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2020 was a year like no other, as the COVID-19 pandemic transformed how businesses interact with customers. However, it also changed the relationship between employers and their employees. Those who could work from home did, and companies scrambled to identify how best to interact with a mostly remote workforce.

Communication is critical to keeping remote workers engaged. “Businesses are trying to improve the employee experience and they have much to gain in doing so,” says Joe Shuster, AVP GTM Leader of Digital Experience North America for HCL. “There’s an opportunity for employers to improve the employee experience and drive engagement, which will lead to improved efficiency. But to do that, companies need data and connections between employees across the globe to drive better collaboration and insights.”

Gary Schoch, VP GTM Leader for Global CX, Digital Experience and Commerce Software for HCL, agrees. “Companies have failed to invest in digital — they don't serve their employees the way they serve their customers.”

As companies look ahead to a cautious reopening of their offices in the coming months, they’ll need to prioritize engagement alongside when to restock the communal fridge. Engagement and culture will only increase in importance as companies try to re-create their in-person company culture while staying attuned to the needs of their remote workers. “Your business should treat the employee experience as a design problem and solve for that,” says Schoch.

Engagement as an Instrument of Retention

Employee engagement has taken on different aspects during the pandemic. Companies are no longer just places to work. By adhering to COVID-19 restrictions, companies have become advisors around employee health and well-being. Demonstrating and communicating positive and proactive responses to the pandemic can boost engagement levels and aid in retaining employees, while inaction and sluggish communications will have the opposite effect. “How companies reacted to the pandemic shows commitment to their workforce,” says Schoch. “By showcasing that commitment on a portal or through internal communications, employers can use engagement as a retention tool.”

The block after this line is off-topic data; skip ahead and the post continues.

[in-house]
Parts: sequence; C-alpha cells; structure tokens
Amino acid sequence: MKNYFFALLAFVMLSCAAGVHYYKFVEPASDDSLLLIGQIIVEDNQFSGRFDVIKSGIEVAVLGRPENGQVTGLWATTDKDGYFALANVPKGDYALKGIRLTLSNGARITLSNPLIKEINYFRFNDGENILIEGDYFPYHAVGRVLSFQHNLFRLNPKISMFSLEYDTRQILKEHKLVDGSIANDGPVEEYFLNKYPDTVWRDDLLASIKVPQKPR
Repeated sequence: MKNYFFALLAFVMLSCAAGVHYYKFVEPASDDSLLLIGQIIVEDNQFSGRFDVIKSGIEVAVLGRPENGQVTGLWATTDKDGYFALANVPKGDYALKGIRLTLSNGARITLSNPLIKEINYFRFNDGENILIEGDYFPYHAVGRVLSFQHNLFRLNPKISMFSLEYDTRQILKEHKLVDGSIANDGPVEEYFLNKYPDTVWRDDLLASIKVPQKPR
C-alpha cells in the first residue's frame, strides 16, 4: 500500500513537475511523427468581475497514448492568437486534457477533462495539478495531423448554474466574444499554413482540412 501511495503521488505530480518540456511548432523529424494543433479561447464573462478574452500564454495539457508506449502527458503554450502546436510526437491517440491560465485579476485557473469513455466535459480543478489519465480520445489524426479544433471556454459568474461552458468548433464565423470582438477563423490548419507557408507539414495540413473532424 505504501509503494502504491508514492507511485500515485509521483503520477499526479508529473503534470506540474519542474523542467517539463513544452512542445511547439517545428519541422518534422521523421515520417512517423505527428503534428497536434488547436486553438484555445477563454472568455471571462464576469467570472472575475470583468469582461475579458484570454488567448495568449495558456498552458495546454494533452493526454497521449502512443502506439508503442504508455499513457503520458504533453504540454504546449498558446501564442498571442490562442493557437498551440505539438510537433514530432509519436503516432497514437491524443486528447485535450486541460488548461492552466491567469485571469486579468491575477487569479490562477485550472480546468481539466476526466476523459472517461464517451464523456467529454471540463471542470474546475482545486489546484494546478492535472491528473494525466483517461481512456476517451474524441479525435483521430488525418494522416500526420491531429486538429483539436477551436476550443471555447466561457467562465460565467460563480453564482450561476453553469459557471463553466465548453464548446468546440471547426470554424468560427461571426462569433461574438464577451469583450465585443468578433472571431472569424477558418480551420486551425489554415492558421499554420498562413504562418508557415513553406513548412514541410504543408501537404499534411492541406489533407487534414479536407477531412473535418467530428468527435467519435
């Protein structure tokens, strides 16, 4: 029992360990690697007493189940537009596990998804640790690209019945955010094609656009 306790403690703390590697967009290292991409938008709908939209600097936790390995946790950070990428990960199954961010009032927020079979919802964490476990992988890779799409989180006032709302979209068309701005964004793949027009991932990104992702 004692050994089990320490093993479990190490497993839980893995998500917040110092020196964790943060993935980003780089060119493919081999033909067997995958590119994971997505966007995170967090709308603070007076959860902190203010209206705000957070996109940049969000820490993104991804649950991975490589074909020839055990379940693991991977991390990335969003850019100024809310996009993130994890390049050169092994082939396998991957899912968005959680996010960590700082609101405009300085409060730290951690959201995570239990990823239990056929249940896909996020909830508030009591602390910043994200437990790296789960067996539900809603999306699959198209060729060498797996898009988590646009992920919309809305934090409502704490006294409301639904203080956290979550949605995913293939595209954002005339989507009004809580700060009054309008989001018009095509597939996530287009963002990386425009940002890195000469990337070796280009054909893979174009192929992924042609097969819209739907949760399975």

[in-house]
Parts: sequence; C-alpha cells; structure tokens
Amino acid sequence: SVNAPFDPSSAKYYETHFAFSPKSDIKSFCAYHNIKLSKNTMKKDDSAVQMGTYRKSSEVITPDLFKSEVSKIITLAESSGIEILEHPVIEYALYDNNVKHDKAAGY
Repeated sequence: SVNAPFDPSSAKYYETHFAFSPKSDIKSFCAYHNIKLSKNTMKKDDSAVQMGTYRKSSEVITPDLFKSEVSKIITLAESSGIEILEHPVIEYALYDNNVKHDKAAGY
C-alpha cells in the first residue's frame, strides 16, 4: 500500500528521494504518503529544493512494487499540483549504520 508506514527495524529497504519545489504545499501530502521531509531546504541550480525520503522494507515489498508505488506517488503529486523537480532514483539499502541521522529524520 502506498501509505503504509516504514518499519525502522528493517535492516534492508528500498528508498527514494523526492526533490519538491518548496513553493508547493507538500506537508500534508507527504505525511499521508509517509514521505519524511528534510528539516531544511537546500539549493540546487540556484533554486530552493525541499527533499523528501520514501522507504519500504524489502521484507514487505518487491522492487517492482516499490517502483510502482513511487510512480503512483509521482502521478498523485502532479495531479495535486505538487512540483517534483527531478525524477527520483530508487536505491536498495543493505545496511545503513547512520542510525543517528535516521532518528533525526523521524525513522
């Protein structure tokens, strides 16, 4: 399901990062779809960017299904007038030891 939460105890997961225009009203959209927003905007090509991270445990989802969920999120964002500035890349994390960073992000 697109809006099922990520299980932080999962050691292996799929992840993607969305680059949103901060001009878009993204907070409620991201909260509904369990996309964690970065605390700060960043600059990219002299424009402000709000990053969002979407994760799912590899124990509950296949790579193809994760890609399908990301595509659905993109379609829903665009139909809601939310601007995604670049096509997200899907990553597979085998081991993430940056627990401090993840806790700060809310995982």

“Treat the employee experience as a design problem and solve for that.”
—Gary Schoch, HCL

Transferring knowledge is one of the most important aspects of developing employees and improving the employee experience. But with in-person events extremely curtailed, employees need fresh ways of absorbing that knowledge. If employees are lucky, their employers have replaced in person onboarding with digital dashboards or virtual meetings. If not, employees can’t fully access the knowledge they need to do their jobs.

To increase engagement, companies should strive to make institutional knowledge available to everyone. “Companies need to get institutional knowledge out of the brain and on to the portal,” says Schoch. “Otherwise you risk your employees leaving for greener pastures. Lack of proper tools and robust information all contribute to employees keeping one eye open for the next thing.”

Communication Fosters a Sense of Being and Belonging

With employees unable to interact face-to-face, digital communication emerged as a mission-critical tool. No longer could employees walk to the other side of the office if they needed a question answered. “A lot of people were uncomfortable with video meetings during the first few months of 2020, but they adapted,” says Shuster. “Work cultures pivoted as people became more comfortable working from home and managing their time differently. It will be up to leaders to ensure that comfort remains and employees continue to feel connected to their organization.”

Effective communication and knowledge sharing will be key ways companies keep employees engaged. By providing central repositories with career paths and intra-office job opportunities, employers can empower employees with the knowledge to make more informed choices about their careers. Making it explicit how their current job leads to the next one leads to employees being more willing to stay with the company long term. “Job hopping leads back to employees suffering from negative experiences and low engagement levels,” says Schoch.

Conclusion

The next six months will be almost as uncertain as the first six months of the pandemic, as companies decide how best to approach a return to the office. “There will be a desire to get people in the same room, but realistically things have changed,” says Shuster. “Companies need new strategies and tools to address these shifts.”

For many companies, the employee experience was a low-priority item with little to no ownership among senior leadership. While the pandemic forced many employers to act on increasing their digital capabilities, now is the time to revisit the employee experience and see how it can improve for the new normal.

Change will be necessary. “Improving the employee experience needs to be a program and an investment,” says Schoch. “You need to put thought, energy and effort behind driving this kind of change.”

Gary Schoch and Joe Shuster discuss the employee experience more in-depth in their webinar Making the Complex Possible. Watch it on-demand here.